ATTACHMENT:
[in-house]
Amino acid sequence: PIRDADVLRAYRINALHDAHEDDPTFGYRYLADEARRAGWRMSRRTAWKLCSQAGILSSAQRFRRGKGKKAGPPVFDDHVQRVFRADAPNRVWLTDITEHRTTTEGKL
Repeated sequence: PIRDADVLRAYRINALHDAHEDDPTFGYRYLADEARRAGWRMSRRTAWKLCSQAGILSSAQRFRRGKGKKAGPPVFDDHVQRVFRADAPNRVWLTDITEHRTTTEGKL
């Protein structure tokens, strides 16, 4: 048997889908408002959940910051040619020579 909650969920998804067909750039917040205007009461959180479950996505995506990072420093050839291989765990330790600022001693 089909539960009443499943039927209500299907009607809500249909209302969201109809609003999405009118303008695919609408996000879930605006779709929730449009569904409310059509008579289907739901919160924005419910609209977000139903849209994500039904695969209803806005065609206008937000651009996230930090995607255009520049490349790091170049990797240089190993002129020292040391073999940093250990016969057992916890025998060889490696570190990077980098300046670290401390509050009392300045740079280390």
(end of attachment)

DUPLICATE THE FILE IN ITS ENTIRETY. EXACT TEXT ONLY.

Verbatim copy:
[in-house]
Amino acid sequence: PIRDADVLRAYRINALHDAHEDDPTFGYRYLADEARRAGWRMSRRTAWKLCSQAGILSSAQRFRRGKGKKAGPPVFDDHVQRVFRADAPNRVWLTDITEHRTTTEGKL
Repeated sequence: PIRDADVLRAYRINALHDAHEDDPTFGYRYLADEARRAGWRMSRRTAWKLCSQAGILSSAQRFRRGKGKKAGPPVFDDHVQRVFRADAPNRVWLTDITEHRTTTEGKL
């Protein structure tokens, strides 16, 4: 048997889908408002959940910051040619020579 909650969920998804067909750039917040205007009461959180479950996505995506990072420093050839291989765990330790600022001693 089909539960009443499943039927209500299907009607809500249909209302969201109809609003999405009118303008695919609408996000879930605006779709929730449009569904409310059509008579289907739901919160924005419910609209977000139903849209994500039904695969209803806005065609206008937000651009996230930090995607255009520049490349790091170049990797240089190993002129020292040391073999940093250990016969057992916890025998060889490696570190990077980098300046670290401390509050009392300045740079280390």